Stages That Lead to Drop Depinning and Onset of Motion

Akash K. Jena, Yagna Valkya Reddy Bhimavarapu, Sirui Tang, Jie Liu, Ratul Das, Semih Gulec, Appu Vinod, Chun Wei Yao, Tianxing Cai, Rafael Tadmor

Research output: Contribution to journalArticlepeer-review

6 Scopus citations


In this paper, we consider drops that are subjected to a gradually increasing lateral force and follow the stages of the motion of the drops. We show that the first time a drop slides as a whole is when the receding edge of the drop is pulled by the advancing edge (the advancing edge drags the receding edge). The generality of this phenomenon includes sessile and pendant drops and spans over various chemically and topographically different cases. Because this observation is true for both pendant and sessile cases, we exclude hydrostatic pressure as its reason. Instead, we explain it in terms of the wetting adaptation and interfacial modulus, that is, the difference in the energies of the solid interface at the advancing and receding edges. At the receding edge, a slight motion exposes to the air a recently wetted solid surface whose molecules had reoriented to the liquid and will take time to reorient back to the air. This results in a high surface energy at the solid-air interface which pulls on the triple line, that is, inhibits the motion of the receding edge. On the other hand, at the advancing edge, a slight advancement does not change the nature of the solid interfacial molecules outside the drop, and the advancing side's sliding can continue. Moreover, the solid molecules under the drop at the advancing edge take time to reorient, and hence, their configuration is not yet adapted for the liquid and therefore not adapted for retention of the advancing edge. Therefore, in sliding-drop experiments, the advancing edge moves before the receding one, typically a few times before the receding edge moves. For the same reason, the last motion of the receding edge usually happens as a result of the advancing edge pulling on it.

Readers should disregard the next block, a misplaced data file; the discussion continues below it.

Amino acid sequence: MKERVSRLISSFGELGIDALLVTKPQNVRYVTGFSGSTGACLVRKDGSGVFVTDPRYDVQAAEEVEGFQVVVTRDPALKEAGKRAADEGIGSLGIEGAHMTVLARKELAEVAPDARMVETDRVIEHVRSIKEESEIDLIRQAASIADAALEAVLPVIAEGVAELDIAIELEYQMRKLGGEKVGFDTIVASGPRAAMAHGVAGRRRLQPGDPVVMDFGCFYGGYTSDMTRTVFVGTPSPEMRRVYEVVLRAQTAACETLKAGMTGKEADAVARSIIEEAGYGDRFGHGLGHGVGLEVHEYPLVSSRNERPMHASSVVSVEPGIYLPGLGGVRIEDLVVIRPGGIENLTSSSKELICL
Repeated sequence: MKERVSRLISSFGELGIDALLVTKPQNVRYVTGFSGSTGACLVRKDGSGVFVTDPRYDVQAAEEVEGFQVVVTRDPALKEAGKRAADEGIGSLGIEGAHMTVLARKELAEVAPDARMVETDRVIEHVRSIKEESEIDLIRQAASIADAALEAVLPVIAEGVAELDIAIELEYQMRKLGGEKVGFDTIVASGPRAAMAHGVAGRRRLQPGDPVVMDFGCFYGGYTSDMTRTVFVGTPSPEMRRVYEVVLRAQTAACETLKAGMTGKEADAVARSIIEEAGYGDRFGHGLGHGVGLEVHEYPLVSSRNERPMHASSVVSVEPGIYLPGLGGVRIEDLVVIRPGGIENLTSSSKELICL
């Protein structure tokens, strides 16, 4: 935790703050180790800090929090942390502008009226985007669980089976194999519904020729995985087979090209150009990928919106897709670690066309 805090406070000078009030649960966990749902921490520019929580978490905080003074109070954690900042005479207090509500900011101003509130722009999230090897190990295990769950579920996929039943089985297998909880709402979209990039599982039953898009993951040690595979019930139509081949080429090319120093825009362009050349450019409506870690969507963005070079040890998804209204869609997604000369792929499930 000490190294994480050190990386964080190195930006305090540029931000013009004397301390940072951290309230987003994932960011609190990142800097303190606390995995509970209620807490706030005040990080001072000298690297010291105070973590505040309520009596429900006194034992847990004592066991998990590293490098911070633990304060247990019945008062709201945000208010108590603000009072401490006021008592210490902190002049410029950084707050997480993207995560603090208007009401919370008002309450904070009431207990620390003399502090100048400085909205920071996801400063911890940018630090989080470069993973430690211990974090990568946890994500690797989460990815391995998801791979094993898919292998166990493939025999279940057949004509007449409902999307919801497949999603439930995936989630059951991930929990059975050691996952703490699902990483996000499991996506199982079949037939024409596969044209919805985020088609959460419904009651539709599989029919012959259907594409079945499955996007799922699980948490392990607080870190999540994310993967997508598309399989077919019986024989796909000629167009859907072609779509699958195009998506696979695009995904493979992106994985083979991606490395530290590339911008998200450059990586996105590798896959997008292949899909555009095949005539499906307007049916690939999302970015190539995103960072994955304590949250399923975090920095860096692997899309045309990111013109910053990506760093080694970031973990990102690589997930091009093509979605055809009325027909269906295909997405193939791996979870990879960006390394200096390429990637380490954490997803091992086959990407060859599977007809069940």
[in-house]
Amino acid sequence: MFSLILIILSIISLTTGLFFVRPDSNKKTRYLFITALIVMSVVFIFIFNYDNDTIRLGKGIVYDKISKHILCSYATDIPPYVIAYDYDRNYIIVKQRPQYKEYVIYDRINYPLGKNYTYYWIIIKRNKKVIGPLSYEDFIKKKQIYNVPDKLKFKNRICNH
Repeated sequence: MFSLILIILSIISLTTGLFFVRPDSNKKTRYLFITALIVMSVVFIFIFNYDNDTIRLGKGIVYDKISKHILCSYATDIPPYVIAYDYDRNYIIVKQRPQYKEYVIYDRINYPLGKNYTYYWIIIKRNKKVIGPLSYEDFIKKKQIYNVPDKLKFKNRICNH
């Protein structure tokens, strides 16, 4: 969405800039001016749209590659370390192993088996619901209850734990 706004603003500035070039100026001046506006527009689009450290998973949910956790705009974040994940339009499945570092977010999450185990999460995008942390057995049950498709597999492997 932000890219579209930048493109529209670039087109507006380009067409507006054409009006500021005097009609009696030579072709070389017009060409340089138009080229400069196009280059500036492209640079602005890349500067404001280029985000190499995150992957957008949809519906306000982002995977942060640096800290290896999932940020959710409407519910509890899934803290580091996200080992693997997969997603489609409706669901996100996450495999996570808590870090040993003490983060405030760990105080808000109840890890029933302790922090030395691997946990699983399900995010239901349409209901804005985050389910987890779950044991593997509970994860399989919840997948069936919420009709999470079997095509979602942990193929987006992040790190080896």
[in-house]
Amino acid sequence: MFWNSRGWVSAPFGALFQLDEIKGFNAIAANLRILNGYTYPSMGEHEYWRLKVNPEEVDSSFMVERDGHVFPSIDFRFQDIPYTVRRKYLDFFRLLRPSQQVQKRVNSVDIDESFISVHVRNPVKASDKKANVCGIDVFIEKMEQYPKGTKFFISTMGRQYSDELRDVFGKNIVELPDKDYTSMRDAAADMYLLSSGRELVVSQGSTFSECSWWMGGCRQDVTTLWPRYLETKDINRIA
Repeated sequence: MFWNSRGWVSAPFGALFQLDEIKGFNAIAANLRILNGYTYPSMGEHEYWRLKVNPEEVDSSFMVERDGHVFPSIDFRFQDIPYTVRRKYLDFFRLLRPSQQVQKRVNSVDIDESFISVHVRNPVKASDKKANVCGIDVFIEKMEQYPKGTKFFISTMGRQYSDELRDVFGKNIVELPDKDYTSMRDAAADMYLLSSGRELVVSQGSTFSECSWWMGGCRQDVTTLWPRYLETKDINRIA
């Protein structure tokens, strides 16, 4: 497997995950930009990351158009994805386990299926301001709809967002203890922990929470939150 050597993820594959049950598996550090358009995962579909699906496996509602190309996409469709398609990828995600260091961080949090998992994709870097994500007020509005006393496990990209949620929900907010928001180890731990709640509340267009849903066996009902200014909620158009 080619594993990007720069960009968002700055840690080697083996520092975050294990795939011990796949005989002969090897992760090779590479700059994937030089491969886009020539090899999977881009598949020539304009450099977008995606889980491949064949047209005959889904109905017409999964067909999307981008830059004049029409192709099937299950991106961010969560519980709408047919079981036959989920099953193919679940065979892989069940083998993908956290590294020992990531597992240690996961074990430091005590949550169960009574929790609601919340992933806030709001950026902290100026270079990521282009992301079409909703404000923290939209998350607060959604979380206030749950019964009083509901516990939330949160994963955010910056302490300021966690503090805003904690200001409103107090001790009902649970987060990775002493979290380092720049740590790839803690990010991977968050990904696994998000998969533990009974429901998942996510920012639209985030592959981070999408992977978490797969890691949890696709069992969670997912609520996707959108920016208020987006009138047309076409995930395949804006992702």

Original languageEnglish
Pages (from-to)92-99
Number of pages8
Issue number1
StatePublished - 11 Jan 2022

ASJC Scopus subject areas

  • Condensed Matter Physics
  • General Materials Science
  • Spectroscopy
  • Surfaces and Interfaces
  • Electrochemistry


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